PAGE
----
suggests following articles



Samir Raafat
EGYPTIAN GAZETTE, August 23, 1996

CAIRO - It was reminiscent of a "constitutional coup." The tiny Jewish community, fed up with its present command, decided early this week it was high time for change. At an impromptu meeting of the board held at the Adly Street synagogue ÷ Chaar Hashamaim, the community elders did the unthinkable when they passed a unanimous resolution allowing women on the board of directors for the first time in the history of the 1,000 year old community. Not only that, but they elected Mrs. Ester Weinstein as their new president. Sweeping changes was the order of the day, all of which gained the general assembly approval during a meeting convened the following morning.

The architect of this reform is conservationist-playwright Carmen Weinstein, daughter of the newly elected president and long regarded as a dissident within the community. The Weinsteins, along with the approximately 100 other Egyptian Jews of Cairo, are all that remain from those who chose not to join their brethren who moved to Europe, Americas and Israel in the late 1960s.

Rumblings and warning signs of unrest within the community started several years ago when it was asserted that some of its former presidents had a penchant for running the show single-handed as though it were a private foundation. Muffled accusations of asset-stripping were compounded with cries that artifacts and other Judaica belonging to the abandoned synagogues were 'disposed of' without prior consultation with JCC's board. Accountability was altogether absent, says Weinstein fille. Crucial resolutions were taken without the knowledge of those supposedly in the know.

"All this will now change," says Carmen Weinstein, who, besides her responsibilities as PR of the community, is the indefatigable curator of the millennium old Jewish cemetery of Bassatine. "The board needed new blood and a strong infusion of vigor. And since the gender gap within the community is 2:1 favoring women, it was only natural that they should have a say in its affairs."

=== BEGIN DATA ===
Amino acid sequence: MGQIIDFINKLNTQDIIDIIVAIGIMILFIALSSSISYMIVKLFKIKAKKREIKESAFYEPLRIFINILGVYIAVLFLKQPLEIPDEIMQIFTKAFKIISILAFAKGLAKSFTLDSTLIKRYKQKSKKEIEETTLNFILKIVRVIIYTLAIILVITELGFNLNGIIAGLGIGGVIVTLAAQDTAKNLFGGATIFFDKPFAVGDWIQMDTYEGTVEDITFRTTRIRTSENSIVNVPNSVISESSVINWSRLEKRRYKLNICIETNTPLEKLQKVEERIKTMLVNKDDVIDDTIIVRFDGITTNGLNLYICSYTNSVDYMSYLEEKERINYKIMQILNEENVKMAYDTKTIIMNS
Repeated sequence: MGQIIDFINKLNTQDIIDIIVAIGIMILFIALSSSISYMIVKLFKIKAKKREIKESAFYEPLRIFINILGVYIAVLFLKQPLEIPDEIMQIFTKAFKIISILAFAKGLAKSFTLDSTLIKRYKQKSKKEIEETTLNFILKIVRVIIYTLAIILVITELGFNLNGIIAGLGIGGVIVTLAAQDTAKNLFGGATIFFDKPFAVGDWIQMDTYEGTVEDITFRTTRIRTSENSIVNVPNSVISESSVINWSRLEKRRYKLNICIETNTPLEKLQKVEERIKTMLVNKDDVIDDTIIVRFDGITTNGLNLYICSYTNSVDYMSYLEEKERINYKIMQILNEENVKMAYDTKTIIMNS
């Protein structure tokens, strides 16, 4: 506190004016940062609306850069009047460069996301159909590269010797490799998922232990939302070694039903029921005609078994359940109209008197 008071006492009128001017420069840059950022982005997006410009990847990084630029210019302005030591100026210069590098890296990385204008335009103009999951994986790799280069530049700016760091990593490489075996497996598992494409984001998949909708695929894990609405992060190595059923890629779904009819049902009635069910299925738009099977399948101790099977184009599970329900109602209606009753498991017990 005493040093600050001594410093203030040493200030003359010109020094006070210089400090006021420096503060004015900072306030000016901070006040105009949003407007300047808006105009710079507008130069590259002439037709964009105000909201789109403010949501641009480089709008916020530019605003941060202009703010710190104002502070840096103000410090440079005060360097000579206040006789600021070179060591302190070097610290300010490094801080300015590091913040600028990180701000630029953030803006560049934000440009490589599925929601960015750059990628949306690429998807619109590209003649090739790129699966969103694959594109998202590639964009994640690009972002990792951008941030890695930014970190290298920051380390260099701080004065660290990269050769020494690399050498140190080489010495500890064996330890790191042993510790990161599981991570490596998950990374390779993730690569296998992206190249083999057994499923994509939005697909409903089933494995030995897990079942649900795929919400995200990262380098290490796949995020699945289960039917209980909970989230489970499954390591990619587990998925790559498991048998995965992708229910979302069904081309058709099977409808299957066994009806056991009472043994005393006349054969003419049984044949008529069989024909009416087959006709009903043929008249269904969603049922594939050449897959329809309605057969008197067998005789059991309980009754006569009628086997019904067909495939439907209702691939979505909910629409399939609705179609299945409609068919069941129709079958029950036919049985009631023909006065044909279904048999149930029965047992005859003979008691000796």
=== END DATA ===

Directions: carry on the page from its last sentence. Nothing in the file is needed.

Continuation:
The once thriving Jewish community of Egypt had several pashas and beys for its presidents. Early this century, Cairo's Sephardi board was headed by Moise de Cattaui Pasha whose roots in Egypt went back several hundred years. At one point he was ennobled by the Austrian emperor Franz-Jozef for services rendered to the Austro-Hungarian empire. Another president was Cattaui's nephew, Senator Youssef Aslan Cattaui Pasha, minister of finance in Ahmed Ziwar Pasha's government of 1924.

In 1946, communal leadership slipped out of Cattaui hands and was taken over by Salvatore Cicurel Bey, Egypt's fencing champion at the 1928 Olympic games. He was owner and chief executive of the department store chain that still bears his name today. After Cicurel's resignation in the mid-fities, the communal presidency was headed successively by Maitre Albert Romano, Felix Isckaki and Youssef Dana.

The last president of the community was Mr. Emile Rousseau, a former employee of the Banque Belge et Internationale en Egypte. Presently summering overseas, he is unaware of these latest developments. A palace coup was the last thing he expected of his previously docile flock.

As for the new Madam President, she is the proprietor of Weinstein Printers & Stationery on Cherif Pasha Street. Visit its antiquated backroom and you will quickly realize that even though it houses one of Cairo's oldest surviving printshops, it still bustles with animation, just like the dauntless mother and daughter team that run it.

articles posted on were published in the following books by Samir W Raafat: THE EGYPTIAN BOURSE, Zeitouna, Cairo -- CAIRO THE GLORY YEARS, Harpocrates, Alexandria -- HISTORY & SOCIETY IN A CAIRO SUBURB; MAADI 1904-1962, Palm Press, Cairo -- PRIVILEGED FOR THREE CENTURIES, printed digitally and bound by Elias Printing, Egypt

Email your thoughts to
© Copyright Samir Raafat
Any commercial use of the data and/or content is prohibited
reproduction of photos from this website strictly forbidden
touts droits reserves